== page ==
You would have had to have been in a coma for the last six years if you didn’t know that many, many Americans hate the Affordable Care Act, especially when it goes by the name “Obamacare.”

But you can be excused if you didn’t realize that they all don’t have the same reasons for hating it.

This is what Republicans in Washington are discovering, which is what is making it so hard to repeal and replace the ACA, the signature policy achievement from the Democrats’ brief two-year stint of controlling both the White House and Congress, the same levers of power that Republicans now hold.

For instance, people say they don’t like the program because of the cost. But what cost are they talking about?

Some Republicans are complaining about the taxes it collects from high-income individuals and companies that gained demand for their services in a subsidized market. But other critics are talking about the high premiums and deductibles on plans offered through the health care exchanges.

You can’t please both sides: If you cut the taxes, the plans will get more expensive. If you increase the subsidies to make the plans less costly, you can’t afford to cut the taxes. And, by the way, the ACA actually reduces the deficit, so repealing it would cost everybody more even as millions of people lost their coverage.

As President Trump himself said last week, “Nobody knew that health care could be so complicated!”

That wasn’t the only thing the president said about health care. In his well-received speech to a joint session of Congress on Tuesday, Trump spoke in slightly more detail about the shape that an ACA replacement should take, and listed five principles for a replacement plan. Each reveals another level of complexity.

“First, we should ensure that Americans with pre-existing conditions have access to coverage, and that we have a stable transition for Americans currently enrolled in the health care exchanges.”

Republicans will have to decide whether “should ensure … access” means the same thing as “should have coverage” and whether a “transition” means a transition to other coverage or to no coverage at all.

“Secondly, we should help Americans purchase their own coverage, through the use of tax credits and expanded health savings accounts, but it must be the plan they want, not the plan forced on them by our government.”

Tax credits aren’t free, and the president appears to be siding with the people who complain that health insurance is too expensive to buy under the ACA. But finding the money to pay for the subsidies is apparently Congress’ problem

“Thirdly, we should give our great state governors the resources and flexibility they need with Medicaid to make sure no one is left out.”

This sounds like a reference to Republican efforts to turn Medicaid into a block grant program, which analysts predict will leave many people out, especially if the federal government caps spending.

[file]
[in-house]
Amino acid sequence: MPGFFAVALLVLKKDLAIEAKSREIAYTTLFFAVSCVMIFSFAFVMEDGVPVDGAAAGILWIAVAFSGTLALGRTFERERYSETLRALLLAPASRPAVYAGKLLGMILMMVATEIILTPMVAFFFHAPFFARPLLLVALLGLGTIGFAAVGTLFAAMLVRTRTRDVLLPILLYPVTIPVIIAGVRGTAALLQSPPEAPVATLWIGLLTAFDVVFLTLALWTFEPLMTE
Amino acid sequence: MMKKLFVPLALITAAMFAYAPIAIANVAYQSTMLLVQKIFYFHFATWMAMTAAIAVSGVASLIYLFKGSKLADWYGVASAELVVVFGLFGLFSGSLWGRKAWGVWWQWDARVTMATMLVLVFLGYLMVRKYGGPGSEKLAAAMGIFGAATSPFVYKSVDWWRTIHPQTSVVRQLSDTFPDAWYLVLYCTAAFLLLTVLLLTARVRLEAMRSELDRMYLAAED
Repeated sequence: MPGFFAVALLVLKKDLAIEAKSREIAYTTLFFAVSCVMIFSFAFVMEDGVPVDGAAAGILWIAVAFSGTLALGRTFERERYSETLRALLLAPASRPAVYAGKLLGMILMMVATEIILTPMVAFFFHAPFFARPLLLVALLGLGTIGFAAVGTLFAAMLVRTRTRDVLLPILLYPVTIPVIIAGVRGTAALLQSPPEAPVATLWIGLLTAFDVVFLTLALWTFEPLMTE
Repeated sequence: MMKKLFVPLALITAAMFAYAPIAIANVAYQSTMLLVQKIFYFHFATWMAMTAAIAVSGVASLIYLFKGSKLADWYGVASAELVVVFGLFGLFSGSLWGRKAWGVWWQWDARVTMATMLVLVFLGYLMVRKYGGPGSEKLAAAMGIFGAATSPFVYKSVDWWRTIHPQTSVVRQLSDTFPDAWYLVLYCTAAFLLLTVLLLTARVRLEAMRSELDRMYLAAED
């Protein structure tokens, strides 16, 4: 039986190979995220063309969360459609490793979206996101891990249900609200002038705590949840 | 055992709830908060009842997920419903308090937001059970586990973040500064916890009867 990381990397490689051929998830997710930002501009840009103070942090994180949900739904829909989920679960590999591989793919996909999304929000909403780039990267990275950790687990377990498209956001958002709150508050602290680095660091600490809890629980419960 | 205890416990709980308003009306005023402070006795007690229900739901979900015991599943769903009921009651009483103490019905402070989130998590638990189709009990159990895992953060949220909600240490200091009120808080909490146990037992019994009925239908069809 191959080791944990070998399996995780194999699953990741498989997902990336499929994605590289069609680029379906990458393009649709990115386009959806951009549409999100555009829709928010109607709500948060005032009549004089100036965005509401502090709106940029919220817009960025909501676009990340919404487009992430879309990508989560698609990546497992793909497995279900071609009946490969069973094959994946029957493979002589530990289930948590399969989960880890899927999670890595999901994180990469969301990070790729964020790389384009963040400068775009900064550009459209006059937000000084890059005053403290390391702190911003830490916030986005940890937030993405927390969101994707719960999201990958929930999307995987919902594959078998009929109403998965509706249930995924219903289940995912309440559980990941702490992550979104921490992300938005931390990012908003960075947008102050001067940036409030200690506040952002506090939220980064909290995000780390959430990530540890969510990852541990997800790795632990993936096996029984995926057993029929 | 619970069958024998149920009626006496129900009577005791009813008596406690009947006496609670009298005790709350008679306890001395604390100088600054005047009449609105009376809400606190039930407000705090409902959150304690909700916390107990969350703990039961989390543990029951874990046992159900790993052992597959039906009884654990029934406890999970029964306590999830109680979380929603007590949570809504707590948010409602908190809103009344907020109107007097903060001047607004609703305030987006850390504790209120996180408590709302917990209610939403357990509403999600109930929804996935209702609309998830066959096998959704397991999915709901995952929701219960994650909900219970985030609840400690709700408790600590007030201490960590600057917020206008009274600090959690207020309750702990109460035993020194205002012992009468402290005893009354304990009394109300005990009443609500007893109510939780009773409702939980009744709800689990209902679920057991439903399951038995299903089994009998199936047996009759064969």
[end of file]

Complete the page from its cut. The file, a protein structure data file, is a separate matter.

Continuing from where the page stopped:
Medicaid rolls grow and shrink along with economic cycles. When a recession hits and people lose their jobs, they become eligible; when they get back to work, they go off Medicaid. A flat amount from Washington would create a financial crisis in Maine every time we hit a period of high unemployment.

“Fourth, we should implement legal reforms that protect patients and doctors from unnecessary costs that drive up the price of insurance – and work to bring down the artificially high price of drugs and bring them down immediately.”

Medical malpractice reform is perennially popular during campaigns, but studies show it would have limited impact on health care costs. Prescription drugs, on the other hand, are a major driver of health care costs, putting coverage out of reach for millions of Americans. If Trump could get Republicans in Congress to give up their historical objection to regulating drug prices, he might indeed make coverage affordable without high subsidies.

“And finally, the time has come to give Americans the freedom to purchase health insurance across state lines – which will create a truly competitive national marketplace that will bring cost way down and provide far better care.”

This has been part of Republican orthodoxy for decades, but there is no evidence that it would drive costs down. It’s not just state regulation that keeps insurance companies from setting up shop in Maine – it’s also the underlying cost of caring for people here, because our population is older and sicker than those in other parts of the country.

The most complicated problem Trump faces is political. Republicans have run for office for years claiming that repealing Obamacare would be easy: It’s not, and not just because 20 million more people have health insurance than had it before.

Even Republicans don’t agree on why it is that they hate the program, so they can’t agree on how to fix it.

Until they do, it would be irresponsible to go any further down the road to repeal.